transmitting, from the second station, the indicator, wherein said determining at the second station, an expected signal to noise ratio comprises:
decoding the transmission, wherein said transmission comprises an initial expected value equal to a signal to noise ratio of a first fundamental block decoded by said first station; and
decreasing a previously determined expected signal to noise ratio by a first value when said decoding is successful.
3. The method as claimed in claim 2, further comprising:
increasing the previously determined expected signal to noise ratio by a first value when said decoding is unsuccessful.
4. A method for controlling a power level of transmissions from a first station in a communication system comprising:
receiving, at the first station, an indicator relating a measured signal to noise ratio to an expected signal to noise ratio of a previous transmission;
determining the power level of the next transmission according to said received indicator;
measuring, at a second station, a signal to noise ratio of a transmission from the first station;
determining, at the second station, an expected signal to noise ratio of the transmission;
determining the indicator in accordance with said measured signal to noise ratio and the expected signal to noise ratio;
transmitting, from the second station, the indicator; and
setting an initial expected signal to noise ratio equal to the signal to noise ratio of a first successfully decoded transmission.
5. An apparatus for controlling a power level of transmissions from a first station in a communication system comprising:
a receiver configured to receive, at the first station, an indicator relating a measured signal to noise ratio to an expected signal to noise ratio of a previous transmission;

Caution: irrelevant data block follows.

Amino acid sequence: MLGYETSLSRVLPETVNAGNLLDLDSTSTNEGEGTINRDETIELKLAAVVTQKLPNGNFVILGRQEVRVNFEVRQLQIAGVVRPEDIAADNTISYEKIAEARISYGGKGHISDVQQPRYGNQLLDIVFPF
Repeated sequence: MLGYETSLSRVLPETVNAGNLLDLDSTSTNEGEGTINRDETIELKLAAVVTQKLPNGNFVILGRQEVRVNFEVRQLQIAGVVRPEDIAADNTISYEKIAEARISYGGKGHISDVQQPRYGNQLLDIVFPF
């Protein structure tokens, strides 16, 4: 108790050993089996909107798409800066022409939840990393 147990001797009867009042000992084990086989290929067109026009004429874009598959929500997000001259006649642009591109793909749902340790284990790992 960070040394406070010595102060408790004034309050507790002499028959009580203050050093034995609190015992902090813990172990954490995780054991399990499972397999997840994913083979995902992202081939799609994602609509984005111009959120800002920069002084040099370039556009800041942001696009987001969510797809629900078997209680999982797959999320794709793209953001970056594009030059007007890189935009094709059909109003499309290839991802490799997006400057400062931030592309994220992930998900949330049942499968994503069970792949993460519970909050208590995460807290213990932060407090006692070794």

means for determining the power level of a transmission of the link according to said received indicator;
means for measuring, at a second station, a signal to noise ratio of a transmission from the first station;
means for determining, at the second station, an expected signal to noise ratio of the transmission;
means for determining the indicator in accordance with said measured signal to noise ratio and said expected signal to noise ratio; and
a transmitter configured to transmit, from the second station, the indicator, wherein said means for measuring, at a second station, a signal to noise ratio of a transmission comprises:
means for measuring a signal to interference ratio of the transmission over a first time interval;
means for measuring a noise to interference ratio over a second time interval; and
means for dividing the measured signal to interference ratio by the measured noise to interference ratio.
6. An apparatus for controlling a power level of transmissions from a first station in a communication system comprising:
a receiver configured to receive, at the first station, an indicator relating a measured signal to noise ratio to an expected signal to noise ratio of a previous transmission;
means for determining the power level of a transmission of the link according to said received indicator;
means for measuring, at a second station, a signal to noise ratio of a transmission from the first station;
means for determining, at the second station, an expected signal to noise ratio of the transmission;
means for determining the indicator in accordance with said measured signal to noise ratio and the expected signal to noise ratio; and